Never, sun of eastern morning, Follow falsehood, follow scorning, Denounce who will, who will, deny, And pile the hills to scale the sky; Let theist, atheist, pantheist, Define and wrangle how they list,— Fierce conserver, fierce destroyer, But thou joy-giver and enjoyer, Unknowing war, unknowing crime, Gentle Saadi, mind thy rhyme.
Heed not what the brawlers say, Heed thou only Saadi's lay.
Let the great world bustle on With war and trade, with camp and town.
A thousand men shall dig and eat, At forge and furnace thousands sweat, And thousands sail the purple sea, And give or take the stroke of war, Or crowd the market and bazaar.
Oft shall war end, and peace return, And cities rise where cities burn, Ere one man my hill shall climb, Who can turn the golden rhyme; Let them manage how they may, Heed thou only Saadi's lay.
Seek the living among the dead: Man in man is imprisoned.
Barefooted Dervish is not poor, If fate unlock his bosom's door.
So that what his eye hath seen His tongue can paint, as bright, as keen, And what his tender heart hath felt, With equal fire thy heart shall melt.
For, whom the muses shine upon, And touch with soft persuasion, His words like a storm-wind can bring Terror and beauty on their wing; In his every syllable Lurketh nature veritable; And though he speak in midnight dark, In heaven, no star; on earth, no spark; Yet before the listener's eye Swims the world in ecstasy, The forest waves, the morning breaks, The pastures sleep, ripple the lakes, Leaves twinkle, flowers like persons be, And life pulsates in rock or tree.
Saadi! so far thy words shall reach; Suns rise and set in Saadi's speech.
And thus to Saadi said the muse; Eat thou the bread which men refuse; Flee from the goods which from thee flee; Seek nothing; Fortune seeketh thee.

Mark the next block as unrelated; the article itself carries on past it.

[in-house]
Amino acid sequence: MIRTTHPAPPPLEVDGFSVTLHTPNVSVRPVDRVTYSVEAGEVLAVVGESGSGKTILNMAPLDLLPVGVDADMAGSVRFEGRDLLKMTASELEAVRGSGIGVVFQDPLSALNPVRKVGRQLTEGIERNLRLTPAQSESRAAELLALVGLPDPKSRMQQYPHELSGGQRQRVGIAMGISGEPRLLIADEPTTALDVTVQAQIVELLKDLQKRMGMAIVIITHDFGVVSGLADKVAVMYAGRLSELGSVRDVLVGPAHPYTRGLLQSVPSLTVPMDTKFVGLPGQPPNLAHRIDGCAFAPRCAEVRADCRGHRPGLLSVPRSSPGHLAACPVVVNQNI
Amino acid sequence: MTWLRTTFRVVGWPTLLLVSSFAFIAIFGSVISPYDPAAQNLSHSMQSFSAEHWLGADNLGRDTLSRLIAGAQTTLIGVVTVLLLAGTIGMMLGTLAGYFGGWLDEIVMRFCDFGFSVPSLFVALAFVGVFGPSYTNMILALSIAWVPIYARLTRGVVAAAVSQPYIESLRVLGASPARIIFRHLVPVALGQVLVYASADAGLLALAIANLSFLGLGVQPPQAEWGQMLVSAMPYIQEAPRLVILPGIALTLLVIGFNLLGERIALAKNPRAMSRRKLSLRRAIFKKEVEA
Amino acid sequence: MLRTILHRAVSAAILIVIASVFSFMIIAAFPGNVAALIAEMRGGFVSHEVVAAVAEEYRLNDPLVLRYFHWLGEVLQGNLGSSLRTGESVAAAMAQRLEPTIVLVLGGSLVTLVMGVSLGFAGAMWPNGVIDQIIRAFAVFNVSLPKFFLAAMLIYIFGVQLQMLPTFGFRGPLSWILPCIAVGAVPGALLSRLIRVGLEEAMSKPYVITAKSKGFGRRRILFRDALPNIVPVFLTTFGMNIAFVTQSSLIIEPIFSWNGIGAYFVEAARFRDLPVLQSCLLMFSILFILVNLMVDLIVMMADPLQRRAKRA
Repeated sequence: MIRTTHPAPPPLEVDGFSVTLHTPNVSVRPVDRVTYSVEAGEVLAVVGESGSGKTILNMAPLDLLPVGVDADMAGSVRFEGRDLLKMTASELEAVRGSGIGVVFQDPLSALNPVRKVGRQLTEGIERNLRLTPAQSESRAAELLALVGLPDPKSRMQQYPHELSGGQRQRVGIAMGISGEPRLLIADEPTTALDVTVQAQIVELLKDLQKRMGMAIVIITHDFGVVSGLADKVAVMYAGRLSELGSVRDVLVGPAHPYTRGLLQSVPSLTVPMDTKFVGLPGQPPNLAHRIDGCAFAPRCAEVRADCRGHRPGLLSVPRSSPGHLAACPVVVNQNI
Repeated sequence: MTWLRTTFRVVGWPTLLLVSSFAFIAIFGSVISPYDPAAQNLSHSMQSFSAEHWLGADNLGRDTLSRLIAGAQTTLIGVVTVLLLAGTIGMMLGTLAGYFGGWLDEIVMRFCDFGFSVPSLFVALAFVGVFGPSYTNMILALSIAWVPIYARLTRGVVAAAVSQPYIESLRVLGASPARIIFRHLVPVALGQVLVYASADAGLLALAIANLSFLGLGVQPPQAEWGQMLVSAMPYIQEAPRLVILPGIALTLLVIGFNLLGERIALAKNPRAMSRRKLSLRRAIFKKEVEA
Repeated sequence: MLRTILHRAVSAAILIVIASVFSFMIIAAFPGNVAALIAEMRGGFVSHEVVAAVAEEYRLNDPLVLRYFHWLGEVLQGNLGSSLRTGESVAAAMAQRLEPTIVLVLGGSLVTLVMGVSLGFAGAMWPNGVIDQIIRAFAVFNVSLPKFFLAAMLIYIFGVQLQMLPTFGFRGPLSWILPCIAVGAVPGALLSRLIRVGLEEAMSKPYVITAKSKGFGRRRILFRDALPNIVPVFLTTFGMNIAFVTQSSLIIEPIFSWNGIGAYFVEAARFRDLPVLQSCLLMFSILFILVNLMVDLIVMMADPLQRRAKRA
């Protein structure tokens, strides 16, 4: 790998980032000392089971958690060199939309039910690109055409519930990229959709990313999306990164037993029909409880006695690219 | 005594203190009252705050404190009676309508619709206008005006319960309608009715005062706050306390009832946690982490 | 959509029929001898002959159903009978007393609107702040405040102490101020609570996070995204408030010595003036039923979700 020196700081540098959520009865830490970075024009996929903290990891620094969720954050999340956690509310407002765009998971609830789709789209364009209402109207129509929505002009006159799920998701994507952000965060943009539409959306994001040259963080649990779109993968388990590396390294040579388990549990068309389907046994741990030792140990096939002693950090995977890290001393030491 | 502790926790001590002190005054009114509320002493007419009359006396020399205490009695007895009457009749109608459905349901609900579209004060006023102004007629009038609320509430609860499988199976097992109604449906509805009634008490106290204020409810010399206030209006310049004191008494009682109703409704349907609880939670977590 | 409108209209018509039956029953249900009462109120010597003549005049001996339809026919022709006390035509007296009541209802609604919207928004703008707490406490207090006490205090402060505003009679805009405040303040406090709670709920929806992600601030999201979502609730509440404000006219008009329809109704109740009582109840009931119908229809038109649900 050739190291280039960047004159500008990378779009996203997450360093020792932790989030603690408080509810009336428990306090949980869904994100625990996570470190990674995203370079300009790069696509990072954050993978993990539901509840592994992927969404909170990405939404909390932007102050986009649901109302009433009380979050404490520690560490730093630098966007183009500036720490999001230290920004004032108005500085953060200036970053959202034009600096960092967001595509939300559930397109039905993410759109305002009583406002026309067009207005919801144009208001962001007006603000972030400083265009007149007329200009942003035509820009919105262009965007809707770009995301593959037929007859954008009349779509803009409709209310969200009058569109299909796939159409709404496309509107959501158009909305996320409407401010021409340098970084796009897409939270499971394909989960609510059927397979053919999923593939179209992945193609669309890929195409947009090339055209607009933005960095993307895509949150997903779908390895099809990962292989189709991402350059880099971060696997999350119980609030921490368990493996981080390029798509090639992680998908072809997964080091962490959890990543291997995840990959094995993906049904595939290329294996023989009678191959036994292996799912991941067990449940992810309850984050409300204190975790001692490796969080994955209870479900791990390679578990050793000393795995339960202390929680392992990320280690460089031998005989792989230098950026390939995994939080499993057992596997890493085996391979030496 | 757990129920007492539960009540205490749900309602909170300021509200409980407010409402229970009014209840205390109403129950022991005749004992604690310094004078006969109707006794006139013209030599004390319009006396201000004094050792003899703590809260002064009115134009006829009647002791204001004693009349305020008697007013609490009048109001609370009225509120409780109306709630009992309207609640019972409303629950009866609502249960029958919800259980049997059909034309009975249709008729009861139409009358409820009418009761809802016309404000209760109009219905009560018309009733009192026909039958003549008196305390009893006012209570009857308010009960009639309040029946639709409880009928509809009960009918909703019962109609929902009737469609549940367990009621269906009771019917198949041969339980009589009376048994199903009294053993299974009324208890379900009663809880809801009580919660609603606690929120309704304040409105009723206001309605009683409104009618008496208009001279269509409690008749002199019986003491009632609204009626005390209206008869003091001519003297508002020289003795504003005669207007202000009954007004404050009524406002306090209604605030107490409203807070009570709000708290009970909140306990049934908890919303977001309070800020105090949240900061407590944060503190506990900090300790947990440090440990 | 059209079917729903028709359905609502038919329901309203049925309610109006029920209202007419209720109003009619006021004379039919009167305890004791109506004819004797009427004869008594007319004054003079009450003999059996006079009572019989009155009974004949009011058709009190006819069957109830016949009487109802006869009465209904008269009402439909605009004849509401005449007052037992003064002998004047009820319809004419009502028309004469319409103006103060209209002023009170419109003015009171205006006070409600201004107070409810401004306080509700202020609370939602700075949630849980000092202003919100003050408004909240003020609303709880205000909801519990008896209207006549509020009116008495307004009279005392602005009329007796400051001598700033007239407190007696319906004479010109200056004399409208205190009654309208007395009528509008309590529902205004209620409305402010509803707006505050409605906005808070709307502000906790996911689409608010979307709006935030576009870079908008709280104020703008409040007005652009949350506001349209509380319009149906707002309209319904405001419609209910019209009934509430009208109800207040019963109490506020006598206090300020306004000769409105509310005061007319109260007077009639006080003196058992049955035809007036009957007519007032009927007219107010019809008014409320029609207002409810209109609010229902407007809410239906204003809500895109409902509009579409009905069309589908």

Nor mount, nor dive; all good things keep The midway of the eternal deep; Wish not to fill the isles with eyes To fetch thee birds of paradise; On thine orchard's edge belong All the brass of plume and song; Wise Ali's sunbright sayings pass For proverbs in the market-place; Through mountains bored by regal art Toil whistles as he drives his cart.
Nor scour the seas, nor sift mankind, A poet or a friend to find; Behold, he watches at the door, Behold his shadow on the floor.
Open innumerable doors, The heaven where unveiled Allah pours The flood of truth, the flood of good, The seraph's and the cherub's food; Those doors are men; the pariah kind Admits thee to the perfect Mind.
Seek not beyond thy cottage wall Redeemer that can yield thee all.
While thou sittest at thy door, On the desert's yellow floor, Listening to the gray-haired crones, Foolish gossips, ancient drones,— Saadi, see, they rise in stature To the height of mighty nature, And the secret stands revealed Fraudulent Time in vain concealed, That blessed gods in servile masks Plied for thee thy household tasks.
Written by Rudyard Kipling | Create an image from this poem